President Joe Biden recently decided not to enter the contest.

But wait another minute (or so)!

Poll numbers in Iowa, where Mrs. Clinton had been comfortably
ahead of Mr. Sanders, have suddenly tightened to perhaps a tie.
Sanders is still ahead in New Hampshire. Non-candidate Biden
is now pointedly praising Mr. Sanders, and, the
radical yet influential (with grass roots Democratic voters) blog,
has publicly endorsed Mr. Sanders.

There are only three serious liberal party candidates left in
the field, including Clinton, Sanders and former Maryland
Governor Martin O’Malley. The latter has singularly failed to
excite his party’s voters after months of active campaigning.

Mrs. Clinton continues to face serious questioning about her
service as U.S. secretary of state during President Obama’s first
term, including an expanding FBI investigation of her public
conduct. Her poll numbers, while ahead of her rivals, have been
“soft” until now, including weakness in such a Democratic state
as Minnesota. Criticism of the private conduct of her husband,
the former president, has been renewed, even as he has joined the
campaign trail on her behalf in New Hampshire.

Nevertheless, most pundits (including this one) had finally
concluded that Mr. Sanders was simply too far off the center to
come back to seriously challenge Mrs. Clinton once the campaign
reached its second stage when primary and caucus voting
actually takes place.

Unlike the Republicans, the Democrats have few scenarios left.
The first is that Mrs. Clinton does win the nomination. A very
unlikely scenario is that, with Mrs. Clinton continuing to fade,
the party establishment rallies behind Mr. O’Malley, This is
possible, but Mr. O’Malley has not even been vetted in the media,
and having been the mayor of Baltimore as well as governor of
Maryland, he could face a critical evaluation of his tenure in
those positions. Another unlikely scenario would be for the
unelected delegates to the Democratic convention in Philadelphia
next July to combine with the few uncommitted delegates to block
a first or second ballot nomination, and then draft either Joe
Biden or Elizabeth Warren in a brokered contest.

I have not, of course, yet mentioned the most likely scenario,
assuming a political nosedive for Mrs. Clinton, that is, the
nomination of Bernie Sanders. The reason this would be the
most likely scenario is that the deadline for entering most
primaries and caucuses is either now past or very soon to do so.
Should Mrs. Clinton’s support continue to erode, or suddenly
collapse, Mr. Sanders and Mr. O’Malley would be the only other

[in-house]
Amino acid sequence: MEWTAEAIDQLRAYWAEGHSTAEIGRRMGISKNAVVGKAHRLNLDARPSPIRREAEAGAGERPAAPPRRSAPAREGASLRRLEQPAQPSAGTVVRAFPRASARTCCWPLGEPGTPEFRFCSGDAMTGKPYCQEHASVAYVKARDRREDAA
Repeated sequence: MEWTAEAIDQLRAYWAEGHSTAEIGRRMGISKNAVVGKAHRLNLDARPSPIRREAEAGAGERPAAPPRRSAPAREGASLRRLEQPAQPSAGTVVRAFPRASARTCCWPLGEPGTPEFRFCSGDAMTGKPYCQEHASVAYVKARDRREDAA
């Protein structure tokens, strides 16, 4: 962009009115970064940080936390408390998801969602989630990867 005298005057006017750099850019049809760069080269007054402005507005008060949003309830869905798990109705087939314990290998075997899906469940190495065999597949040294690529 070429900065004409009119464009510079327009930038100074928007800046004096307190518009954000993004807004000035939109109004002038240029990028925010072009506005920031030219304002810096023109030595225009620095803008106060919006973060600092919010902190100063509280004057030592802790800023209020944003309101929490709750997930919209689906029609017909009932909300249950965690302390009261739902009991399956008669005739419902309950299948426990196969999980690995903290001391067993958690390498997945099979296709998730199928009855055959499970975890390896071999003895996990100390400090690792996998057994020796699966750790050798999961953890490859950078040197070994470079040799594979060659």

persons on the ballot in most of the later primary states. If
indeed, Mr. Sanders won overwhelmingly the delegates in the
later primaries, it is difficult to imagine how the Democratic
political establishment could nullify that result with a backroom
“deal” at the convention without alienating much of their own
political base.

Now I hasten to caution that Mrs. Clinton, as of this writing, is
still the frontrunner. The new poll numbers for Iowa are not the
same as caucus votes. She still has a large organization and
many resources. In less than three weeks, however, Iowans will
register their preferences, and a few days later, the voters of
New Hampshire will do the same.

Surprises could yet be in store in stage two of both major party’s
presidential contests. We have known for some time that voters
are upset, and that 2016 might not be politics as usual, but at the
outset, more than a year ago, it was widely believed that there
would be one or both a Clinton and a Bush on the November
ballot. Recently, it has seemed there would only be one, but the
possibility that neither would be their party’s nominees is the
ultimate contrarian 2016 outcome.

Political winds, suddenly chilly, are clearly blowing this winter.
Hold on to your political hats.

Copyright (c) 2016 by Barry Casselman. All rights reserved.

Sunday, January 10, 2016

THE PRAIRIE EDITOR: Various 2016 Scenarios

The second stage of the 2016 presidential contest has begun, and
the first stage (which lasted for more than a year) has set up
various possible scenarios that begin with the Iowa Caucus on
February 1, and could conclude as late as the national conventions
in July.

Examining the Republican contest first, there is no arguable way
not to credit the dominant performance of businessman Donald
Trump throughout the first stage. A master of the media which
has primarily controlled the public perception of stage 1, Mr.
Trump has led in the national polls through most of the past year,
usually outdistancing his closest rival by double digits. Physician
Ben Carson, another non-politician, also maintained high poll
numbers, but his campaign and popularity now seem to be in a
nose dive. In recent weeks, in the period just before the Iowa and
New Hampshire voting battles began in earnest, Marco Rubio,
Chris Christie and Ted Cruz have seemed to make the most gains.
Mr. Cruz actually leads Mr. Trump in Iowa polls.

In the past, however, Iowa and New Hampshire voters, polls
notwithstanding, have made up their minds late in the contest.
A rule of thumb contends that as many as 80% of Iowa caucus
attendees decide their vote only in the last week or ten days
before caucus night.

So what are the possible scenarios that could result, now
speculating less than three weeks from the Iowa vote?

Conventional wisdom has Ted Cruz winning the Iowa Caucus,
with Donald Trump, Ben Carson, Marco Rubio, and Jeb Bush
trailing, but each winning some delegates. In this scenario, Chris
Christie, John Kasich. Carly Fiorina, Mike Huckabee, Rand Paul
and Rick Santorum (who won the 2012 Iowa Caucus) all do
poorly, and probably win very few or no delegates. That’s the
safest bet today.

But actual voting in primaries and caucuses, especially the
early ones, often come up with surprises. One surprise would
be for Mr. Trump to make a comeback and win Iowa. That
would signal his candidacy is more serious than many observers
have thought it would be in the second stage. This would also
be a big blow to Mr. Cruz who is not expected to win in New
Hampshire, and might find it very hard to gain momentum in
March and beyond. Another surprise would be for  Mr. Christie